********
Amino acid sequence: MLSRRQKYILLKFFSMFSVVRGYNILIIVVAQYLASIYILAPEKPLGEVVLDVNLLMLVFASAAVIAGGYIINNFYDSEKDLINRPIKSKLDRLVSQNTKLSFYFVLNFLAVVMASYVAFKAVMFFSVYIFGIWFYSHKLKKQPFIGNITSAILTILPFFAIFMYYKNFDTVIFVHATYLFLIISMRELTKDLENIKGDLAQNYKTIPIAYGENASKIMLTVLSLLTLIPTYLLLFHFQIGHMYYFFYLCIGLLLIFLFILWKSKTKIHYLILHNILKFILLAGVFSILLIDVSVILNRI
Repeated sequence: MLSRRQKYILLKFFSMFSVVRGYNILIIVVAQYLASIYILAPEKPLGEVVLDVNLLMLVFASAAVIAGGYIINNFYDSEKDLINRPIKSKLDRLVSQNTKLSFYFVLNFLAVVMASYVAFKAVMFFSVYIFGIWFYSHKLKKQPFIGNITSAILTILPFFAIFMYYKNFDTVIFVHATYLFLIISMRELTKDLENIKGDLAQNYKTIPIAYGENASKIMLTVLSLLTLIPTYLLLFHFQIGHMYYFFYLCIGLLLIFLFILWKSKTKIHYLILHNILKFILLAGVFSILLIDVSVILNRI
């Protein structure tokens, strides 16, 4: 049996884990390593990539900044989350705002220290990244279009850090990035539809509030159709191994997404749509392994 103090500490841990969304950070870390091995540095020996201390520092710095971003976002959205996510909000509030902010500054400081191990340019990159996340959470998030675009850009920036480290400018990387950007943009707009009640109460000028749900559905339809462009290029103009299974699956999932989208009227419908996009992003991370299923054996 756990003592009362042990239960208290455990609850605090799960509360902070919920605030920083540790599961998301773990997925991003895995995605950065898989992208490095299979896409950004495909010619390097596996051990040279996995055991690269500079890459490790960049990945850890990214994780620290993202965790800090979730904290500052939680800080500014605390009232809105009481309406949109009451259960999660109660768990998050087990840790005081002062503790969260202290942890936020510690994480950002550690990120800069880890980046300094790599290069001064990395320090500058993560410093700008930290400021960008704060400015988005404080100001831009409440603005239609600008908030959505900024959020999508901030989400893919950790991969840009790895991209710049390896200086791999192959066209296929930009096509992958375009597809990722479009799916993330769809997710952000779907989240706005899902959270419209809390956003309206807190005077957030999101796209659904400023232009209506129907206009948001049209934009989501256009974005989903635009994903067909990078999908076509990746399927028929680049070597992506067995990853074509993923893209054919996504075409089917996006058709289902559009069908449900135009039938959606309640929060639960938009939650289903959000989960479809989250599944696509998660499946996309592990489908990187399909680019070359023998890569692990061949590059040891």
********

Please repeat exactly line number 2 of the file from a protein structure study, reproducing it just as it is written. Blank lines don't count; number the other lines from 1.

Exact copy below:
Repeated sequence: MLSRRQKYILLKFFSMFSVVRGYNILIIVVAQYLASIYILAPEKPLGEVVLDVNLLMLVFASAAVIAGGYIINNFYDSEKDLINRPIKSKLDRLVSQNTKLSFYFVLNFLAVVMASYVAFKAVMFFSVYIFGIWFYSHKLKKQPFIGNITSAILTILPFFAIFMYYKNFDTVIFVHATYLFLIISMRELTKDLENIKGDLAQNYKTIPIAYGENASKIMLTVLSLLTLIPTYLLLFHFQIGHMYYFFYLCIGLLLIFLFILWKSKTKIHYLILHNILKFILLAGVFSILLIDVSVILNRI